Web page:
art work by John Ceprano
CINERGY (tm) - Peacebuilding... one person at a time

KNOW YOUR WORTH

“Know your worth. You must find the courage to leave the table if respect is no longer being served.” Tene Edwards

I find this a poignant quote. There’s only so much any of us can or want to tolerate when we don’t feel respected. This week’s Conflict Mastery Quest(ions) blog speaks to this as it pertains to being in conflict. That is, our level of toleration varies in conflict depending on a number of variables, including whom the conflict is with and what it is about?

Generally, most of us do not want to put up with words and actions that result in us feeling vulnerable, threatened, experiencing ongoing tension, being undermined, hurt and upset, feeling ‘lesser than’ and other outcomes that can occur from being engaged in destructive conflict.

At these times – when the conflict dynamics threaten our self-worth – many of us lose track of ourselves and our strengths. Self-limiting beliefs might kick in; we may lose faith in ourselves and underestimate our strengths; we may feel powerless; and we might lose courage to stand up for ourselves or our values and our needs. Maintaining and gaining strength at these times is often difficult and we forget we have a choice to walk away – with our dignity and self-respect. This blog invites you to unpack an interpersonal dispute and consider when and how to leave the table because respect is no longer being served.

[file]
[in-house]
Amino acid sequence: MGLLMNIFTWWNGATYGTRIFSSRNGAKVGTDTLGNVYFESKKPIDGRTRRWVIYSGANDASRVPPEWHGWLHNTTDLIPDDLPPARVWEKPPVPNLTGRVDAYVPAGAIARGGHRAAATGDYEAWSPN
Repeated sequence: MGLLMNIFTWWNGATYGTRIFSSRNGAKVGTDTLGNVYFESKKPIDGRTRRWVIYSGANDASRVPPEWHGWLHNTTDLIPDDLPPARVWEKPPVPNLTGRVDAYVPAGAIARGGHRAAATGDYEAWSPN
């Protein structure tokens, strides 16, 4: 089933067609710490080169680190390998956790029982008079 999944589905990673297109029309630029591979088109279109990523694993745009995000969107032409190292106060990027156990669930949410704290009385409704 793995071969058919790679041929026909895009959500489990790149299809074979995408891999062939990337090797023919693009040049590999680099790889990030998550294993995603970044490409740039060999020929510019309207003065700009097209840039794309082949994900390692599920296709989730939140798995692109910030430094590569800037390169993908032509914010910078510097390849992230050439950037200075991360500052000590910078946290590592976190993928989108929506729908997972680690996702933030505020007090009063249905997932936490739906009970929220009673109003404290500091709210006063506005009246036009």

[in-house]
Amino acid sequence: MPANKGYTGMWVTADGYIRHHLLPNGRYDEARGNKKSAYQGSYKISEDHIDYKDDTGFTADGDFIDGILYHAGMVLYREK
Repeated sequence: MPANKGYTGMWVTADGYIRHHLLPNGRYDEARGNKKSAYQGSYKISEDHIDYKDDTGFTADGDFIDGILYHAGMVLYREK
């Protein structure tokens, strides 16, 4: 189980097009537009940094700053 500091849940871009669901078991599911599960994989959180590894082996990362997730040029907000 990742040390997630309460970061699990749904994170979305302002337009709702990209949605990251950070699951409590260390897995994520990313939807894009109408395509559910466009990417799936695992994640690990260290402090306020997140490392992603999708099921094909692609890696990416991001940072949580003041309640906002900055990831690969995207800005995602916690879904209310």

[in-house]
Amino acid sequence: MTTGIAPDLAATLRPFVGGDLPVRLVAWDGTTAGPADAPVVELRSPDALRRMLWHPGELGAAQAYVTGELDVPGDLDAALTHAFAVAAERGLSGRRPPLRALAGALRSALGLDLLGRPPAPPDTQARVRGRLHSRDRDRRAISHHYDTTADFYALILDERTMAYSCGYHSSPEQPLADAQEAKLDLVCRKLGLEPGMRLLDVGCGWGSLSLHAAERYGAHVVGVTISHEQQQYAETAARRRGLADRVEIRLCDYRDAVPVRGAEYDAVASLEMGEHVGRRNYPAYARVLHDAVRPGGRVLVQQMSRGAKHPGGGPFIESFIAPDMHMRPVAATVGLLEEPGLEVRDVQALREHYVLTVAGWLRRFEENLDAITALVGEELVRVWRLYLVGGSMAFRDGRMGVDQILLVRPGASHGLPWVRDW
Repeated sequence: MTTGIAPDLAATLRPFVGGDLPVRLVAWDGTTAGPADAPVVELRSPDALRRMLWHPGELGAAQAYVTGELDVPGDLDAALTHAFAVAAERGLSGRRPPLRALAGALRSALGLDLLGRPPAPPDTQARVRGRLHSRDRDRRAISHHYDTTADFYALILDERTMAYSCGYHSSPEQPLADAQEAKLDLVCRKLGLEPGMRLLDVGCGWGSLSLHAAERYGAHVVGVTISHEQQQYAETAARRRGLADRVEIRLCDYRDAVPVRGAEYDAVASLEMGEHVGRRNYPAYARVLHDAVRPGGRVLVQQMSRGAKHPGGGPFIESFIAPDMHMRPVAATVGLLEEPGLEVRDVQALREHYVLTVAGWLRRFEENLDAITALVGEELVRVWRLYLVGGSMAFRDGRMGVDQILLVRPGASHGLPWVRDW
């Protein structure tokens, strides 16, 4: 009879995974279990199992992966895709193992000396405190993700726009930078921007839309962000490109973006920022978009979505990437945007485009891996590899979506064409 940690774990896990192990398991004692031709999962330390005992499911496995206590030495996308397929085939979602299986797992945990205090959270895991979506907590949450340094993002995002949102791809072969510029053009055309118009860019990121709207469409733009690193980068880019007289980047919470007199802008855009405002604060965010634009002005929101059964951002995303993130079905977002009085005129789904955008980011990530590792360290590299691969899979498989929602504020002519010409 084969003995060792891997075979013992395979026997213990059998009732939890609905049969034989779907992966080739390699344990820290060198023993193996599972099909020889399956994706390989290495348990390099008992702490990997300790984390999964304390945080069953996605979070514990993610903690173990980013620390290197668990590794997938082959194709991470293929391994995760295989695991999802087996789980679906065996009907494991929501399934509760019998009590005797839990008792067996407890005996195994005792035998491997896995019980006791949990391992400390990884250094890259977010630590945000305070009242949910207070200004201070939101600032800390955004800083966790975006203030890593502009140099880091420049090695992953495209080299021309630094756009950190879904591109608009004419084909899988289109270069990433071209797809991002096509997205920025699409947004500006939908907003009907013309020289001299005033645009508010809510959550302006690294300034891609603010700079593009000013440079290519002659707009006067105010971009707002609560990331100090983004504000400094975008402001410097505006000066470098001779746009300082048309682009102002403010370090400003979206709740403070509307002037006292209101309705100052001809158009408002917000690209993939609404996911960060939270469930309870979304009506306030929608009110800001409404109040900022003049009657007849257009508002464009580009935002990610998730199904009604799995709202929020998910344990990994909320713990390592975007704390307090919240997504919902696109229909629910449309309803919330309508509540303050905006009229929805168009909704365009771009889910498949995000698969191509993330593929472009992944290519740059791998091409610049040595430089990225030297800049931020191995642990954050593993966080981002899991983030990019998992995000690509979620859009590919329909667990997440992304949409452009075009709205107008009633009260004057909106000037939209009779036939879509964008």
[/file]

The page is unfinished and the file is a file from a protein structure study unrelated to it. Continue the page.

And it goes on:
• What is the dispute about?
  • In what ways is the other person undermining and disrespecting you?
  • About what in this dynamic are you feeling strong?
  • About what are you feeling least strong in this dispute?
  • What did you think about yourself before this conflict with respect to your relationship with the other person? Your relationship with yourself?